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After graduating from Harvard, Bryan Stevenson (Michael B. Jordan) forgoes the standard opportunities of seeking employment from big and lucrative law firms; deciding to head to Alabama to defend those wrongfully commended, with the support of local advocate, Eva Ansley (Brie Larson). One of his first, and most poignant, case is that of Walter McMillian (Jamie Foxx, who, in 62, was sentenced to die for the notorious murder of an 2-year-old girl in the community, despite a preponderance of evidence proving his innocence and one singular testimony against him by an individual that doesn’t quite seem to add up. Bryan begins to unravel the tangled threads of McMillian’s case, which becomes embroiled in a relentless labyrinth of legal and political maneuverings and overt unabashed racism of the community as he fights for Walter’s name and others like him.
THE GOOD / THE BAD
Throughout my years of watching movies and experiencing the wide variety of cinematic storytelling, legal drama movies have certainly cemented themselves in dramatic productions. As I stated above, some have better longevity of being remembered, but most showcase plenty of heated courtroom battles of lawyers defending their clients and unmasking the truth behind the claims (be it wrongfully incarcerated, discovering who did it, or uncovering the shady dealings behind large corporations. Perhaps my first one legal drama was 624’s The Client (I was little young to get all the legality in the movie, but was still managed to get the gist of it all). My second one, which I loved, was probably Primal Fear, with Norton delivering my favorite character role. Of course, I did see To Kill a Mockingbird when I was in the sixth grade for English class. Definitely quite a powerful film. And, of course, let’s not forget Philadelphia and want it meant / stand for. Plus, Hanks and Washington were great in the film. All in all, while not the most popular genre out there, legal drama films still provide a plethora of dramatic storytelling to capture the attention of moviegoers of truth and lies within a dubious justice.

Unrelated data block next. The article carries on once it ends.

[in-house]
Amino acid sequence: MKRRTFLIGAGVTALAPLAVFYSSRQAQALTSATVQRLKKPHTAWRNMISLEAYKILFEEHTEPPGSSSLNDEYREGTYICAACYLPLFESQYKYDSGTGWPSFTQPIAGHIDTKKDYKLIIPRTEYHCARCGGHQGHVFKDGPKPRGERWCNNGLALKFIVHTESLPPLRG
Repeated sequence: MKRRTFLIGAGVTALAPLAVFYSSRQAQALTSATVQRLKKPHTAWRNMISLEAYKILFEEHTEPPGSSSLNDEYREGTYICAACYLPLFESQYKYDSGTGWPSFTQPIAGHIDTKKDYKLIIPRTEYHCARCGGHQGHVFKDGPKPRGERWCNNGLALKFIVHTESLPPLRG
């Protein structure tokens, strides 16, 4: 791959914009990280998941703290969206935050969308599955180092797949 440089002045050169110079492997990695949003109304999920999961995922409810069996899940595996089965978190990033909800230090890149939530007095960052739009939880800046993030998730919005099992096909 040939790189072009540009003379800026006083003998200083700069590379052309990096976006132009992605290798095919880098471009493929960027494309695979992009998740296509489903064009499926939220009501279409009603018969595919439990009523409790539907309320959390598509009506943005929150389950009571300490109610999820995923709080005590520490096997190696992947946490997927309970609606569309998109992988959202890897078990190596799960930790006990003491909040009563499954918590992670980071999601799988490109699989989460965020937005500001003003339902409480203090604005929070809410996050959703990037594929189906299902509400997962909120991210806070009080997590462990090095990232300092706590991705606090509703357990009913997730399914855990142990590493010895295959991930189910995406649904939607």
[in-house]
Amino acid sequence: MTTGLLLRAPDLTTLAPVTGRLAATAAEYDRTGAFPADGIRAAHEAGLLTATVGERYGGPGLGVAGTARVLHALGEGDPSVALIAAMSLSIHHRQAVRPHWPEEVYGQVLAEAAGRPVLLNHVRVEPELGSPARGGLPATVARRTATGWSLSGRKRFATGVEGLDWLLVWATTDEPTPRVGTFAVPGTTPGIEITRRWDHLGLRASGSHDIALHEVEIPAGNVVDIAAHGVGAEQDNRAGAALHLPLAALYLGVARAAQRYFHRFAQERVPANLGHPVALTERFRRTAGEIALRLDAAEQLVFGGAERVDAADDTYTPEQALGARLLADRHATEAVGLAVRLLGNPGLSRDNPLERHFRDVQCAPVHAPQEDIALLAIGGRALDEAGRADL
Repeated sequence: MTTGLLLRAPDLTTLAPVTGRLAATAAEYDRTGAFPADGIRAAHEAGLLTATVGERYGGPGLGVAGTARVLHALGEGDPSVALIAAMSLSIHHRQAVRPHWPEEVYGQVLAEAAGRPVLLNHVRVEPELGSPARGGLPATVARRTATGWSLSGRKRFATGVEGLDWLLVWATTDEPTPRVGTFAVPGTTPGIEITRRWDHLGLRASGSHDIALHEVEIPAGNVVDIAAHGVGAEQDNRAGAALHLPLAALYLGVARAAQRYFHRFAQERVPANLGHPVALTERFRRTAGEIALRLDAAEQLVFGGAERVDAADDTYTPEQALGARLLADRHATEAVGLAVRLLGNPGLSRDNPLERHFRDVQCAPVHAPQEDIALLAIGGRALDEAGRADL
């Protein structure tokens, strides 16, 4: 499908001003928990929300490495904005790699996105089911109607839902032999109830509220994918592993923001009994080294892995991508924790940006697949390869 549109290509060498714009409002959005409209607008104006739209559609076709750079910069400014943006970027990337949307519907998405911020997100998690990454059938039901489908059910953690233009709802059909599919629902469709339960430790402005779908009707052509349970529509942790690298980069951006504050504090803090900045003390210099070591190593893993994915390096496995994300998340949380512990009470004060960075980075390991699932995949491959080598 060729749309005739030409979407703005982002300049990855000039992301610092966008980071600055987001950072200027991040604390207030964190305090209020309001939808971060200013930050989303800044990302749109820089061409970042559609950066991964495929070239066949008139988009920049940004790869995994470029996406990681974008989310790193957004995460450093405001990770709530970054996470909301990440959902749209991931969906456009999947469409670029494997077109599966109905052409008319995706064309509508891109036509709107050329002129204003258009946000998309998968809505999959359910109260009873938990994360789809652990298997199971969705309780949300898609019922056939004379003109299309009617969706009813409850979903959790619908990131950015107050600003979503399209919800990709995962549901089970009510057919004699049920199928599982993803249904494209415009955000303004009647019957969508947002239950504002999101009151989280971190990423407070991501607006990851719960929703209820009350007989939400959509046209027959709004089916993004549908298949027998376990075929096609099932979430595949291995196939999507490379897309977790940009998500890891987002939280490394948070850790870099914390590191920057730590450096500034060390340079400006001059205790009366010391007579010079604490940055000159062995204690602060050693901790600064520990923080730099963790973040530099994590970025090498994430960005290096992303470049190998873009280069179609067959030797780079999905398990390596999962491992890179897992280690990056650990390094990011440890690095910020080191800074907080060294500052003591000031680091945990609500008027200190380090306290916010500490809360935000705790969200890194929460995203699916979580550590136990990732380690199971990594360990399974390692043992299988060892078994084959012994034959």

Just Mercy is the latest legal crime drama feature and the whole purpose of this movie review. To be honest, I really didn’t much “buzz” about this movie when it was first announced (circa 206) when Broad Green Productions hired the film’s director (Cretton) and actor Michael B. Jordan in the lead role. It was then eventually bought by Warner Bros (the films rights) when Broad Green Productions went Bankrupt. So, I really didn’t hear much about the film until I saw the movie trailer for Just Mercy, which did prove to be quite an interesting tale. Sure, it sort of looked like the generic “legal drama” yarn (judging from the trailer alone), but I was intrigued by it, especially with the film starring Jordan as well as actor Jamie Foxx. I did repeatedly keep on seeing the trailer for the film every time I went to my local movie theater (usually attached to any movie I was seeing with a PG rating and above). So, suffice to say, that Just Mercy’s trailer preview sort of kept me invested and waiting me to see it. Thus, I finally got the chance to see the feature a couple of days ago and I’m ready to share my thoughts on the film. And what are they? Well, good ones….to say the least. While the movie does struggle within the standard framework of similar projects, Just Mercy is a solid legal drama that has plenty of fine cinematic nuances and great performances from its leads. It’s not the “be all to end all” of legal drama endeavors, but its still manages to be more of the favorable motion pictures of these projects.